• Android Security Model allows developers to refine the
security domain of their applications
• Through the standard mechanism using the Manifest
• Programmatically by using special parameters in the API
• This compromises the MAC scheme and pushes the security
policy into the source code
• Making auditing security much, much, much harder!
Public vs Private Components
• By default any components that is not assigned a permission is
• Any application can access any components not explicitly
assigned access permissions
• Developers can declare a component private by setting the
exported flag to false in the manifest file
• Private components can only be accessed by other
components in the same app
• Android can also infer if a component is private by other
declarations in the manifest file
• Do you trust it?
Implicitly Open Components
• Public components have all their interfaces accessible to any
other components
• Developers must explicitly assign permission labels to protect
those interfaces
Broadcast Intent Protection
• When an intent is broadcasted, all installed apps are able to
listen to those events
• This mechanism can be exploited by malicious apps that are
listening for a certain event to happen
• It is possible to protect the intent programmatically:
• sendBroadcast(intent, perm.MyPerm)
• This means that the Manifest does not provide a complete
view of app security
Service Hooks
• Android only allows one permission label to restrict starting,
stopping and binding to a service
• Does not support a fine-grained mechanism to protect the
interface of a Service
• Once a component has the permission label to access a
service, the component can start, stop, bind the service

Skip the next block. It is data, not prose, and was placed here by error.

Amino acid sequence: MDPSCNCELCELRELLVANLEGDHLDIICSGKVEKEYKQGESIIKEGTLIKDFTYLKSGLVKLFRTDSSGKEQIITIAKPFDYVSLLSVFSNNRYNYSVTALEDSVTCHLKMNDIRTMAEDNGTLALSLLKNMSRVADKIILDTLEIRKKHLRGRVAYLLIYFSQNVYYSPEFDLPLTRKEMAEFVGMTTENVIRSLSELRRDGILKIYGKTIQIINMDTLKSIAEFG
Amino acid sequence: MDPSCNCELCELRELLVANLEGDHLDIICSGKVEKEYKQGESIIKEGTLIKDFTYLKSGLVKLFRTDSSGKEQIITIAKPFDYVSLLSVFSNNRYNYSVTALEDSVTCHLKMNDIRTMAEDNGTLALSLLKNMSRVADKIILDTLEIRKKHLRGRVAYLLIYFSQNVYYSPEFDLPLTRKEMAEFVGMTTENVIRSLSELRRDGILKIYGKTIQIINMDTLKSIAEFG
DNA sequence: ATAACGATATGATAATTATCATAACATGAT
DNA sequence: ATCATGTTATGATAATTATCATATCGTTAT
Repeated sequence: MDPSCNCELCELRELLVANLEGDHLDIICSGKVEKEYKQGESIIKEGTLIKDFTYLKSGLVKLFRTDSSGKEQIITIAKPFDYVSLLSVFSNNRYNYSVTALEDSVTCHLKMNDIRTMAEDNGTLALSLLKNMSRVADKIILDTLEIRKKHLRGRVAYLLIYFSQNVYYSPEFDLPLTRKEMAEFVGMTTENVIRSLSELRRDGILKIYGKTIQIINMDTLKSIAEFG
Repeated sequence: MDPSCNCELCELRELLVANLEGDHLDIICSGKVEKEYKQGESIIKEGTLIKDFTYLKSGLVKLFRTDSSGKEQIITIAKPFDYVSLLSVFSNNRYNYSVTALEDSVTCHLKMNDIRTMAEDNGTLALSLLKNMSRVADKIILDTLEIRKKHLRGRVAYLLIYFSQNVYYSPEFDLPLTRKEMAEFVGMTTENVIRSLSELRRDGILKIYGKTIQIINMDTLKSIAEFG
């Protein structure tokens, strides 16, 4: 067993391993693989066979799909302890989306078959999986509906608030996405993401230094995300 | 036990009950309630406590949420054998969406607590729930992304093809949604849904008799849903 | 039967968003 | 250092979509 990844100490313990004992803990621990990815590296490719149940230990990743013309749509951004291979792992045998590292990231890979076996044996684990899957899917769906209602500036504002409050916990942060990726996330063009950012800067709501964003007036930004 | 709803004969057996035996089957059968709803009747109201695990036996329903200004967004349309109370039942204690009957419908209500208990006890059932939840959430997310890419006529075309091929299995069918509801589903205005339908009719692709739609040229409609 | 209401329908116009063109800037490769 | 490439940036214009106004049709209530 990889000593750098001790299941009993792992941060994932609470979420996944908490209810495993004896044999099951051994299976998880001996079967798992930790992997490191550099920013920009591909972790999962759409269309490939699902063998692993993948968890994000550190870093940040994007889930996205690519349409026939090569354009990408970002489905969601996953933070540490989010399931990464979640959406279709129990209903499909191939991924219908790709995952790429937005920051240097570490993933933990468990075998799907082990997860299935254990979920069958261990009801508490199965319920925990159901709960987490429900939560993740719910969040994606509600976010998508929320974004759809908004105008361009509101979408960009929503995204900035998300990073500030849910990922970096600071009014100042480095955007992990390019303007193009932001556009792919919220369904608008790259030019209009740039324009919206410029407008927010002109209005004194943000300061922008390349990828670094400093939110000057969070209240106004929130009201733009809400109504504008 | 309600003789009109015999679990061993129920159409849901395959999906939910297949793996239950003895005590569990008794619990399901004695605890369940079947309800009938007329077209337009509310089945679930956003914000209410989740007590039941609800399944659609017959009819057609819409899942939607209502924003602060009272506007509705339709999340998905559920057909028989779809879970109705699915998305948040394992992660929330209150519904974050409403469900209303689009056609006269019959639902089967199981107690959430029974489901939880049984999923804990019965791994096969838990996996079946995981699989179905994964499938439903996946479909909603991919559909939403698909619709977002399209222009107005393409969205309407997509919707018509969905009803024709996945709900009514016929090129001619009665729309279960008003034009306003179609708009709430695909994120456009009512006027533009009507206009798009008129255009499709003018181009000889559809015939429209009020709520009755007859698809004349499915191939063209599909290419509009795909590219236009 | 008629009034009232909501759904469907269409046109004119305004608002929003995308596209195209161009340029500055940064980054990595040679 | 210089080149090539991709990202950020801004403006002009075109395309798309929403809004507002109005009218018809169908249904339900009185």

• Again programmatically it is possible to refine this mechanism
by doing some extra checking at the code level, putting
security policies in the app code
• CheckPermission() method arbitrarily extends the reference
monitor with a more restrictive policy
• Custom runtime security
• Not a good security and software engineering practice!
• Pending Intents delegate to another app the parameters and
time when an action is executed
• Location service notifies registered apps when location changes
• URI delegation allows an app to delegate to a component to
perform an action on a resource
• The app provides a capability to the component for performing
the action
• Per se, there is nothing wrong with delegation. However, it
deviates from the main MAC model
Final Thoughts
• The Android security is based on two enforcement layers
• Linux DAC
• Android Middleware MAC
• Specification is done mainly through the Manifest file
• Main Drawbacks
• Specification can be done programmatically
• Source code injection
• Open default policy
• Developers have explicitly protect apps’ interfaces
• Delegation
• No support for information flow control
• Read: William Enck, Machigar Ongtang, and Patrick McDaniel.
Understanding Android Security, IEEE Security and Privacy
Magazine, 7(1):50--57, January/February, 2009.
• Yes, read it again!
• Hint hint hint!